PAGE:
The concept of ''Now''
Time is passing. This means that what is ''now'' in our subjective experience changes. But there is no concept of ''now'' in physics.
Classical nonrelativistic mechanics does not know the concept of now. One declares some time to be ''now'' - but which time one declares to be ''now'' is completely subjective (i.e., in different situations it will be declared differently). Similarly, one declares some position to be ''here'', but which position you declare to be ''here'' is completely subjective, in the same sense.
Since different people assign at different times a different meaning
to the time called ''now'' and the position called ''here'', these words
have - from an objective point of view - simply the meaning of a
variable denoting time and position, respectively.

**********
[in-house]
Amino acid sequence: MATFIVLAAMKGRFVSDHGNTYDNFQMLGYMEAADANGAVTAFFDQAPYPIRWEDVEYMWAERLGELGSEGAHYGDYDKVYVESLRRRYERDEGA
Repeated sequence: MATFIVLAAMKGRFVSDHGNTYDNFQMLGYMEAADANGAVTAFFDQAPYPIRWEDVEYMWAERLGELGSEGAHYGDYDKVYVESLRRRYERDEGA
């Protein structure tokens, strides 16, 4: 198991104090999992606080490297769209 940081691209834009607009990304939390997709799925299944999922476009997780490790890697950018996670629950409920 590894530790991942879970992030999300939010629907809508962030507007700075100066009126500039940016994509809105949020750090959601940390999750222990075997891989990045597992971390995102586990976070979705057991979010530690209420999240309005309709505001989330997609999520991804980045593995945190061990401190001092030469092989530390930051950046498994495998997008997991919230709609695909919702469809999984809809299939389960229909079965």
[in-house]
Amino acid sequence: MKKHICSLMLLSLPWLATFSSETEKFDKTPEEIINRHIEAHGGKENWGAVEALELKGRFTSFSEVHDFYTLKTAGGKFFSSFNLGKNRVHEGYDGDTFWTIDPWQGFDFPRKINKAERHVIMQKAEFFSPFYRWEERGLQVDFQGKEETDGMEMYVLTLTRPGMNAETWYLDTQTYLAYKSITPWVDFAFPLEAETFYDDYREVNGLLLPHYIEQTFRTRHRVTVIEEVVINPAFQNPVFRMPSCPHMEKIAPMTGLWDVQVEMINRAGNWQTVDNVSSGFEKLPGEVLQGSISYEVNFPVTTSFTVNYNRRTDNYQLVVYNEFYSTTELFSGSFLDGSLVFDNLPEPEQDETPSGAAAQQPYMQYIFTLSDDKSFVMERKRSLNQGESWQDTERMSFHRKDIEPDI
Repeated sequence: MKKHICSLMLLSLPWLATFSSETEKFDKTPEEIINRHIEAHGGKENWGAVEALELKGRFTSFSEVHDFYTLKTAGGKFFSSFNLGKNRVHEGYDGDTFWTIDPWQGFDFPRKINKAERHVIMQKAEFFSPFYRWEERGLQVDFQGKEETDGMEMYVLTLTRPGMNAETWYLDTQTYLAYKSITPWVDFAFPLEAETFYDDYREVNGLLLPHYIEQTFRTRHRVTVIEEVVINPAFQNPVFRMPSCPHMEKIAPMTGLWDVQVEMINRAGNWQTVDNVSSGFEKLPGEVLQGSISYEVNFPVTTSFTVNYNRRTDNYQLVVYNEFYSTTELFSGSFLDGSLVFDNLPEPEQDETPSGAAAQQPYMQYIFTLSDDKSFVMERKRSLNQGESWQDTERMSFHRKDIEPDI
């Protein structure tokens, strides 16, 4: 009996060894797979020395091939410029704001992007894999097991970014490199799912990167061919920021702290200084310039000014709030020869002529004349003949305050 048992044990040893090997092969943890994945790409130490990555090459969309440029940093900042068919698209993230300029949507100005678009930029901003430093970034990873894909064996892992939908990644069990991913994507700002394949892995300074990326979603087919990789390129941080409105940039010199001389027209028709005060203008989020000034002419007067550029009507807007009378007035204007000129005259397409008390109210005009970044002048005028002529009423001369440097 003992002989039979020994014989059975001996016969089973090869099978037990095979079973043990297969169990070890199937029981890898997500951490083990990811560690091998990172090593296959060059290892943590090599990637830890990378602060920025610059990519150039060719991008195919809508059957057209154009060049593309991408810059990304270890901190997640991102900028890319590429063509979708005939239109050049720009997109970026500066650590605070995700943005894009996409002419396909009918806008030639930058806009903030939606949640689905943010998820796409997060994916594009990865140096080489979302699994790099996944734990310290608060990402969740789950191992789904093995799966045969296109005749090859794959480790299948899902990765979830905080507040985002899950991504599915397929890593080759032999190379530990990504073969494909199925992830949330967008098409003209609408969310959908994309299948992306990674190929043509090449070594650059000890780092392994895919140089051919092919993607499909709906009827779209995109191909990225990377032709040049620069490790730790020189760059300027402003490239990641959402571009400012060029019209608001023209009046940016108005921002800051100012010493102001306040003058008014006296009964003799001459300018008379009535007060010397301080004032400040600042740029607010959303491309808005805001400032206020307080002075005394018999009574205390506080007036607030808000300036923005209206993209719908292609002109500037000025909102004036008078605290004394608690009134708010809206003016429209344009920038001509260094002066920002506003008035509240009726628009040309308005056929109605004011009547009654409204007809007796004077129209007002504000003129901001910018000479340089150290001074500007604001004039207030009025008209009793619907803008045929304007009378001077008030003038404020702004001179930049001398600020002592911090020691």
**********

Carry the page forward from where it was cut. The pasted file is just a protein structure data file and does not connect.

The precise extent of this subjectivity is described in my article '' Here and now''.
Classical relativistic mechanics does not know the concept of now,
either, but things change a little: Here one declares some event
(= spacetime point) to be ''here and now'' - again, which event one
declares to be ''here and now'' is completely subjective.
Nonrelativistic quantum mechanics treats time completely differently from space (time is a parameter, space coordinates are operators), and introduces stochastic elements into the dynamics. but with respect to ''here'' and ''now'', the situation is identical with that in the classical nonrelativistic case.
Relativistic quantum mechanics restores the treatment of space and time on equal footing (space and time coordinates are parameters). But with respect to ''here and now'', the situation is identical with that in the classical relativistic case.
Once one has chosen ''here'' and ''now'', respectively ''here and now'', it serves as origin of the tangent hyperplane, in which localized, flat physics can be done, reflecting faithfully what happens in a neigborhood of the spacetime point. This is the domain of relativistic quantum field theory.
Arnold Neumaier (Arnold.Neumaier@univie.ac.at) A theoretical physics FAQ